I’ve never taken any drugs, nor plan to. I feel like I should make a mention of that as I start writing about this book I just read – Tripping with Allah: Islam, Drugs, and Writing. Written by the prolific writer and current Vice columnist Michael Muhammad Knight, Tripping with Allah follows the author on his journey of seeking out ayahuasca, the psychedelic tea made from a vine from the Amazon, hoping to seek a religious experience.
Tripping with Allah is the first book I’ve read by Michael Muhammad Knight, author of the punk Islam novel The Taqwacores. When I first heard about that particular book ages ago, it was in an article about how there was this guy that was changing the face of Islam in America with his book on punk rock Muslims. The article went on to mention how bands emerged as part of the Taqwacore movement, like The Kominas. However, because of the graphic content of the book, I had no interest in seeking out and reading it. No offense.
I thought I would check out Tripping with Allah because I’ve been intrigued by some of Knight’s articles on Vice.com and one of his columns stated something along the lines of him not really being the same person who wrote The Taqwacores 10 or so years ago. Also, he’s written a number of books since then and is in a different place in his life and so I figured I should to try out his work.
AND I found out there was a chapter on coffee.
My decision to read Tripping with Allah: Islam, Drugs, and Writing was made.
For Knight, obtaining ayahuasca and whether or not he has a trip and what he sees or doesn’t see shapes the content of the book. This isn’t just some stoner book though as Knight, who at the time of writing this book was finishing up a Masters at Harvard, infuses his book with history of drugs, religion, with commentary on historical figures and conversations with different characters in his life. The book is also interspersed with chapters that seemingly have nothing to do with his quest for ayahuasca, like the chapter on coffee and one on wrestling.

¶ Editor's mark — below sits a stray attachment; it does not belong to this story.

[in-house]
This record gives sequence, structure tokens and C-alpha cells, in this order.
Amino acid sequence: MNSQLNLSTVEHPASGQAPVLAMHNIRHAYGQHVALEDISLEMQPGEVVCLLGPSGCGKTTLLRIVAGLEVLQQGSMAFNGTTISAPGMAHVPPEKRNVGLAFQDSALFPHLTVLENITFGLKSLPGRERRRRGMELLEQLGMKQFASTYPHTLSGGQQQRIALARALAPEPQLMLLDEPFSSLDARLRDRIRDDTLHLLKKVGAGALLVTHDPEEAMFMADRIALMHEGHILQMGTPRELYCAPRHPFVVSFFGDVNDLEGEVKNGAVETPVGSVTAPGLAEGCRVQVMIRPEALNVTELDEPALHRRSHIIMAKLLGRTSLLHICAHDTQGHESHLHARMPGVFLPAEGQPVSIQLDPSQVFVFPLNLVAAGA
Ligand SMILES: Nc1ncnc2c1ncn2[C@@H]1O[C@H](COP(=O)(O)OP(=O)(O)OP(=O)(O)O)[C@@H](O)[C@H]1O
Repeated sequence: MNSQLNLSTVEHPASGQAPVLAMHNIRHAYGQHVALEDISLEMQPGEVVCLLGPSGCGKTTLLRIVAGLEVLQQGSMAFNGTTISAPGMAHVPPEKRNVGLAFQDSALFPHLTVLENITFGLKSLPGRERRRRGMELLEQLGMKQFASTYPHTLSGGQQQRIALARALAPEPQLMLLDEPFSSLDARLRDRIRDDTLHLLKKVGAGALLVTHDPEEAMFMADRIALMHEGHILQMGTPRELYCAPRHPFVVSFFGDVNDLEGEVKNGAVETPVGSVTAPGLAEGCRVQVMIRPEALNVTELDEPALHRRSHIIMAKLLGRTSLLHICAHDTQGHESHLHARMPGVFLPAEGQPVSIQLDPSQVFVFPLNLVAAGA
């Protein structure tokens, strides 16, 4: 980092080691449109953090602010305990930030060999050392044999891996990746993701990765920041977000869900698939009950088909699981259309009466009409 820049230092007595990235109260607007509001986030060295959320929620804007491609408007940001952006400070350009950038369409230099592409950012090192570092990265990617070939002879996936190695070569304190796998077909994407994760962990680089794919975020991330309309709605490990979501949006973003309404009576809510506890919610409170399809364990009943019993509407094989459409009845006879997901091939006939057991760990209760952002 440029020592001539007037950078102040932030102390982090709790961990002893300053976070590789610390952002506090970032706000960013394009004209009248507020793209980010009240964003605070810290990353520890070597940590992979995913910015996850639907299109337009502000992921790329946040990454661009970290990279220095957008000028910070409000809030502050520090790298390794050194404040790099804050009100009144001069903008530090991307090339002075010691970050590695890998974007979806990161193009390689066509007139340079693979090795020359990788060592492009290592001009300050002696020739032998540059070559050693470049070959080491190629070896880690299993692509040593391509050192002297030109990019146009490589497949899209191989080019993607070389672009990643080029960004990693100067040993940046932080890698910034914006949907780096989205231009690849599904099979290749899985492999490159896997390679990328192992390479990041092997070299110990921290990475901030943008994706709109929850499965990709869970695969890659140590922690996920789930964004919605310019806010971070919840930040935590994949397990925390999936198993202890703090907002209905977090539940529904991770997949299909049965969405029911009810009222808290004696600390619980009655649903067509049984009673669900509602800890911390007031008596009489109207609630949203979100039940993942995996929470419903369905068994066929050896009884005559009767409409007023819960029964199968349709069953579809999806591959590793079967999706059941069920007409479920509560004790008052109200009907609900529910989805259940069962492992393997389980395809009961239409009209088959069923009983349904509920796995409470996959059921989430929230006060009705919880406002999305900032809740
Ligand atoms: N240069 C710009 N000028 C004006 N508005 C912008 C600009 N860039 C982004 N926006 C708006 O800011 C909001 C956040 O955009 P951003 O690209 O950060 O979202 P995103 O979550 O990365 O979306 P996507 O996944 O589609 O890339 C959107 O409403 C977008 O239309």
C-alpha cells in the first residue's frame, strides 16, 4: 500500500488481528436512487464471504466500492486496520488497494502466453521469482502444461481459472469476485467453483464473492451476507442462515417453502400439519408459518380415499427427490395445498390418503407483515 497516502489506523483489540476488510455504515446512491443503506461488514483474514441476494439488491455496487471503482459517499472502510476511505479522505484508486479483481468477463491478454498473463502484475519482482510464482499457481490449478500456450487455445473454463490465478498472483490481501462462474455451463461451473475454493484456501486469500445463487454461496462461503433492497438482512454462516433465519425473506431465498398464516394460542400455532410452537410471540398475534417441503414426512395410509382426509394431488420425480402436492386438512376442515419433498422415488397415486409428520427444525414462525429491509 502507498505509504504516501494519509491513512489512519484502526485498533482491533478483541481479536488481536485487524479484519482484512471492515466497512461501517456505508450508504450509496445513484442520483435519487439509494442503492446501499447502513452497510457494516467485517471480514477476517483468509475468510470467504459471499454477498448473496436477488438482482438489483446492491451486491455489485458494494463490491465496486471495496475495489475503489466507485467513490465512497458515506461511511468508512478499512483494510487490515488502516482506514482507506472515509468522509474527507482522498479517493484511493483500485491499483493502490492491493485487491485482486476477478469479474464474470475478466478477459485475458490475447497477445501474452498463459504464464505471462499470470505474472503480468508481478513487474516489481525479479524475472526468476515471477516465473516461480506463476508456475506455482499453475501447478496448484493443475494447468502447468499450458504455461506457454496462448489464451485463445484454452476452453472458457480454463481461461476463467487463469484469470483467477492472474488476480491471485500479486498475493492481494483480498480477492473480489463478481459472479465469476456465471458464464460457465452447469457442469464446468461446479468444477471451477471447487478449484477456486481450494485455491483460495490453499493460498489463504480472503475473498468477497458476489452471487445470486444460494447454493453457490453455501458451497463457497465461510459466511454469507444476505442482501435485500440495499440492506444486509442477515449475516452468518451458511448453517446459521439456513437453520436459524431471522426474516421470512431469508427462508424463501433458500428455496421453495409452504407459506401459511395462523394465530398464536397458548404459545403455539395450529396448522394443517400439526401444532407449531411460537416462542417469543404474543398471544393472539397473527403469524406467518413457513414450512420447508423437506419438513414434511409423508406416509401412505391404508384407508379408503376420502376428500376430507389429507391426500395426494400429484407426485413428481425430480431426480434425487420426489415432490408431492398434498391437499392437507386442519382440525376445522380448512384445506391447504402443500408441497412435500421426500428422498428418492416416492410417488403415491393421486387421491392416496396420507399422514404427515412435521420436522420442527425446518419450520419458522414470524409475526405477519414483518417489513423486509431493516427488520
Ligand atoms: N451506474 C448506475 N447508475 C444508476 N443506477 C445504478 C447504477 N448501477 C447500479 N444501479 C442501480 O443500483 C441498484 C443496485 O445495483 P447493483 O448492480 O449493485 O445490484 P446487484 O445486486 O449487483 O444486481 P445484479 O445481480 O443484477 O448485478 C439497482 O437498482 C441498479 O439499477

After all that is said and done though, I enjoyed the book, which sometimes read as a collection of essays. I’ll admit, I’m pretty sure he won me over right in the beginning with his deconstruction of an episode of Transformers. I learned a lot and through his honest reflections, got insight on the path that he has taken these past years, seemingly away from the person who wrote The Taqwacores all those years ago.
This book does contains a few references to his previous life as a, um, I don’t know, a misfit? That just conjures up in image of Jem’s* nemesis band so maybe not. Yet despite those moments, I have no qualms in saying how much I liked Knight’s writing style and his depiction of the evolution of the process of writing this book, which he includes as part of Tripping with Allah.
I may not agree with everything he says or does – thinking this book is good is no way an endorsement from me to try hallucinogens, but I can respect his need for seeking out the tea in the first place while reconciling it with his clean, sober, drug-free life, especially because of what it ultimately does for him and his relationship with Islam and God.
Further Reading – check out my commentary on the movie version of The Taqwacores.
*It strikes me as funny that the first genre listed for Jem on Wikipedia is “Science Fiction”